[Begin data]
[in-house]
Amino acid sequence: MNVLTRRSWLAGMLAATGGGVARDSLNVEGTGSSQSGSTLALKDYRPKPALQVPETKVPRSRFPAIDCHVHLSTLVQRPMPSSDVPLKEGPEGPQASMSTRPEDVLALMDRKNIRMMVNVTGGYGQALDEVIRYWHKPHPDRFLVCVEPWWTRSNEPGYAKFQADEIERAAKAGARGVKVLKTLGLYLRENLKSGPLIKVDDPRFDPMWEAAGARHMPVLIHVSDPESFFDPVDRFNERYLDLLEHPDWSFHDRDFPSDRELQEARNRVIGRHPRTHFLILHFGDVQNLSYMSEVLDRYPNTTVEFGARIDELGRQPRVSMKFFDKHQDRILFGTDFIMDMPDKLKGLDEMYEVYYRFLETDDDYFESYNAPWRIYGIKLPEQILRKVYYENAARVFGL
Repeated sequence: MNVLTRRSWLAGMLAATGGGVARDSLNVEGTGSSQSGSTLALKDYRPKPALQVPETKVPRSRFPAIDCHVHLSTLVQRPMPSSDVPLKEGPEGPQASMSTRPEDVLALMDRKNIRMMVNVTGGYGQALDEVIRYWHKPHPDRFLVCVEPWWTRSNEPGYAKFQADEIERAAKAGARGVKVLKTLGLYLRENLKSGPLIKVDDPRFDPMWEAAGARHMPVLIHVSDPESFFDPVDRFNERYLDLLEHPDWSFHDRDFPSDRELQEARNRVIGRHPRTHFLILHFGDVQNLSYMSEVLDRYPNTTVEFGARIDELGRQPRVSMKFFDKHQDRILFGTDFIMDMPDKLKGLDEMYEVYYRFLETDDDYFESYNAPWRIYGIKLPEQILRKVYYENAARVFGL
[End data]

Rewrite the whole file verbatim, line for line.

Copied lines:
[in-house]
Amino acid sequence: MNVLTRRSWLAGMLAATGGGVARDSLNVEGTGSSQSGSTLALKDYRPKPALQVPETKVPRSRFPAIDCHVHLSTLVQRPMPSSDVPLKEGPEGPQASMSTRPEDVLALMDRKNIRMMVNVTGGYGQALDEVIRYWHKPHPDRFLVCVEPWWTRSNEPGYAKFQADEIERAAKAGARGVKVLKTLGLYLRENLKSGPLIKVDDPRFDPMWEAAGARHMPVLIHVSDPESFFDPVDRFNERYLDLLEHPDWSFHDRDFPSDRELQEARNRVIGRHPRTHFLILHFGDVQNLSYMSEVLDRYPNTTVEFGARIDELGRQPRVSMKFFDKHQDRILFGTDFIMDMPDKLKGLDEMYEVYYRFLETDDDYFESYNAPWRIYGIKLPEQILRKVYYENAARVFGL
Repeated sequence: MNVLTRRSWLAGMLAATGGGVARDSLNVEGTGSSQSGSTLALKDYRPKPALQVPETKVPRSRFPAIDCHVHLSTLVQRPMPSSDVPLKEGPEGPQASMSTRPEDVLALMDRKNIRMMVNVTGGYGQALDEVIRYWHKPHPDRFLVCVEPWWTRSNEPGYAKFQADEIERAAKAGARGVKVLKTLGLYLRENLKSGPLIKVDDPRFDPMWEAAGARHMPVLIHVSDPESFFDPVDRFNERYLDLLEHPDWSFHDRDFPSDRELQEARNRVIGRHPRTHFLILHFGDVQNLSYMSEVLDRYPNTTVEFGARIDELGRQPRVSMKFFDKHQDRILFGTDFIMDMPDKLKGLDEMYEVYYRFLETDDDYFESYNAPWRIYGIKLPEQILRKVYYENAARVFGL